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README.md

Contributing via Pull Request (PR)

Credit: benrudolph (Ben Rudolph)

The first thing you'll want to do is fork the neighbor-cook/neighbor-cook repo so that you have your own version of the repo. Here are instructions

Once you have forked a repo, you'll always create new branches on your origin repo, push that repo and then send a PR to neighbor-cook/neighbor-cook.

Here is an example workflow:

git checkout -b hotfix

This will create a new local branch from whatever branch you are on (usually master). You can check what branch you are on using git branch

Make some commits and fixes on branch hotfix. Then when you can push to origin which is your remote fork. In my case it would rpandey1234/neighbor-cook. Here's how to do it:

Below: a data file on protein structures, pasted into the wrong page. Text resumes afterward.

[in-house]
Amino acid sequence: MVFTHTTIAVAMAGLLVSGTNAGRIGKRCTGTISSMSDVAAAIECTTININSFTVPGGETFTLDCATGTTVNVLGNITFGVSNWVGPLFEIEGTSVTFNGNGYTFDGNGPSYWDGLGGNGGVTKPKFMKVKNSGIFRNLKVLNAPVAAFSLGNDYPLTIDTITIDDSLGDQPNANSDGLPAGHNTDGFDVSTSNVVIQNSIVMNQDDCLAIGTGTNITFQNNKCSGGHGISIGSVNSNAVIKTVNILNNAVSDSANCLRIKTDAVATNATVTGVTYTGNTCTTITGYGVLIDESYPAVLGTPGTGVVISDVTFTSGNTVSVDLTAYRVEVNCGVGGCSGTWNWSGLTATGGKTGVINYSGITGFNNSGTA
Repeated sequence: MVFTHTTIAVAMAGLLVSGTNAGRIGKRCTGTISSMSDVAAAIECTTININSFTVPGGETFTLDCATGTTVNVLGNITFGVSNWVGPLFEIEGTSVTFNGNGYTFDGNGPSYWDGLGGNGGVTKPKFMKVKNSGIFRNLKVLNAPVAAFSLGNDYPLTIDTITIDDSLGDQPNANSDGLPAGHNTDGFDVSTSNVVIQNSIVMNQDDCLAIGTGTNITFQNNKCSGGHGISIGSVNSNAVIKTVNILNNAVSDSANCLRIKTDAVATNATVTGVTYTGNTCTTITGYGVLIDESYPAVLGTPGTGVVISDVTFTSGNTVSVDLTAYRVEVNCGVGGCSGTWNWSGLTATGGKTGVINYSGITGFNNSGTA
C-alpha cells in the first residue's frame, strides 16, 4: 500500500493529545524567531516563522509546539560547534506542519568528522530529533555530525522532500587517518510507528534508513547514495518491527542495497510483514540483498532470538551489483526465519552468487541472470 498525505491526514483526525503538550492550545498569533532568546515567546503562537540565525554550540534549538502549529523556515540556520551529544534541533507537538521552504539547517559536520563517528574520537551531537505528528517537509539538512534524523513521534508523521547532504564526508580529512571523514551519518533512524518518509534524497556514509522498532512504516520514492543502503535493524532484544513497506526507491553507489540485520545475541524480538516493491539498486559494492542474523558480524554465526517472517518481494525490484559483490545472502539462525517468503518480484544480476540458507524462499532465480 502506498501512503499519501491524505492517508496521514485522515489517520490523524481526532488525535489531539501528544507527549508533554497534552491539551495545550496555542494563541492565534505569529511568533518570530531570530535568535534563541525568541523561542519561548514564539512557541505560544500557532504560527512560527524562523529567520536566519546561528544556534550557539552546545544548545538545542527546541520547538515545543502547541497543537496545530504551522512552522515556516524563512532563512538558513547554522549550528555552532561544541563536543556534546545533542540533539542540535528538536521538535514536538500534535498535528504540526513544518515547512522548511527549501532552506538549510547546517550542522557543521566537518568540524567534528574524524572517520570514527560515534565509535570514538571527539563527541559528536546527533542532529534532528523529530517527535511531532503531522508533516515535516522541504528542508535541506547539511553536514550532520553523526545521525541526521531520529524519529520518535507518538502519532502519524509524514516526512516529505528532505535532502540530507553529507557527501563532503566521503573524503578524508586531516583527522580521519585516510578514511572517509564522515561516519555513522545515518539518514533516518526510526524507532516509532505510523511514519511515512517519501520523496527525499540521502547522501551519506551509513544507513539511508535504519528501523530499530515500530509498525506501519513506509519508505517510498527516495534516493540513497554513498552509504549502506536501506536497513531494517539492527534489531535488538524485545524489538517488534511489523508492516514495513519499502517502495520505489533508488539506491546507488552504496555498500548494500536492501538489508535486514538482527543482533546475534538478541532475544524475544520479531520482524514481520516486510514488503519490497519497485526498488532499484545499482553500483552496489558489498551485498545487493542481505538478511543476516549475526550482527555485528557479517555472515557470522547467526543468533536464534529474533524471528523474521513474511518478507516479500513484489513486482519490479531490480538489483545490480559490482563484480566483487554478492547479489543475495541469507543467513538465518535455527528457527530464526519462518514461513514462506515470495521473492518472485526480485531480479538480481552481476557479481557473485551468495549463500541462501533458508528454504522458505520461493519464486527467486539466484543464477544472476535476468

git push origin hotfix

This command pushes branch hotfix to remote repo origin.

Once you've pushed your branch up, log on to github and there will be a button to send a PR to neighbor-cook/neighbor-cook. You can continue pushing commits to hotfix with git push origin hotfix and the PR will be updated. Once the PR is merged with neighbor-cook/neighbor-cook, you'll no longer be able to do so, so you'll need to work on a new branch.

How to update a branch with the newest code from upstream/master

Usually you'll want to update your local master branch or the branch you're working on with upstream/master every so often so as to get the recent changes. To do so execute these commands:

git fetch --all
git merge upstream/master

The first command gets all the branches on upstream and origin. The second command merges `upstream/master with your local branch.

Here's a graphic detailing what this all looks like:

workflow